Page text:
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Ceferin: Return of Russian youth teams could help overcome hate

UEFA President Aleksander Ceferin holds a ball in his hand for a photo after an interview with the German Press Agency. Tom Weller/dpa
UEFA President Aleksander Ceferin holds a ball in his hand for a photo after an interview with the German Press Agency. Tom Weller/dpa

UEFA president Aleksander Ceferin welcomes the debate about a return of Russian youth teams to international football competition in an effort to help overcome a growing climate of hate but also said there was no overall pressure to bring Russia back.

Europe's UEFA and the world governing body FIFA banned all Russian teams from international events shortly after the start of Russia's invasion of Ukraine in February 2022.

This position has not changed amid the ongoing war, and a UEFA plan from September to re-admit Russian youth teams as neutrals ended after more than 10 national federations said they would not play against them, and technical reasons then also cited.

Ceferin told dpa in an interview that a return could have broken down barriers.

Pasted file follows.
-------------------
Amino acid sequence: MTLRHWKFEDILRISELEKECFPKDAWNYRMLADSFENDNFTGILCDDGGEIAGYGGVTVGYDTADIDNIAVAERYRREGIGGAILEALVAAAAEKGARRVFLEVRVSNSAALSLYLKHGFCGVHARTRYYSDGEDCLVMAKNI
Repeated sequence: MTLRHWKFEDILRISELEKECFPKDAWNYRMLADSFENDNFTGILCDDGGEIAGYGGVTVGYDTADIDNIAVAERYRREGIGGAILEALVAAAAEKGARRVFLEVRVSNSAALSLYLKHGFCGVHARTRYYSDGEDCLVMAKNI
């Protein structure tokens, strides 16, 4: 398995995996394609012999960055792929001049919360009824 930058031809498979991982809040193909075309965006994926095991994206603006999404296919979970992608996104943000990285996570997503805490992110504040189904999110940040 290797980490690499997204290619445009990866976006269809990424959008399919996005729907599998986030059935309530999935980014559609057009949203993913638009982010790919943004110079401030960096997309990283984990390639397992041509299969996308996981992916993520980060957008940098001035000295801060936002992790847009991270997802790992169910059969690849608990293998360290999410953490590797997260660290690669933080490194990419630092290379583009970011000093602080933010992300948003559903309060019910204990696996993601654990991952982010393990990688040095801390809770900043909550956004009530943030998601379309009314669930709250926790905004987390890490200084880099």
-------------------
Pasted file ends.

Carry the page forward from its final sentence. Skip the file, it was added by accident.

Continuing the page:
"Children in Russia are raised under propaganda that we don’t like them, we hate them, we don’t accept them. In the moment they would come to Germany and get a hug from the 15-, 16-year-olds from Germany, Slovenia or wherever they would think differently," he said.

"At the moment, entire generations are being raised to hate even more. The situation in Europe is frightening. I’m scared about that."

He asked "why should children be impacted who are not even voting in their country," but conceded "there is no way to do it for now because some federations are under huge influence or pressure from their governments."

While Russian athletes will be allowed to compete as neutrals in individual sports under strict criteria at this summer's Paris Olympics, Ceferin said that UEFA had no such plans or pressure at the moment.

"There is no pressure and we never had any pressure to bring them back," he said.

"Usually I’m against any boycotts. But in this situation we just had to do it. And we were among the first who did it. I don’t think football will help a lot. But each of us can do a bit."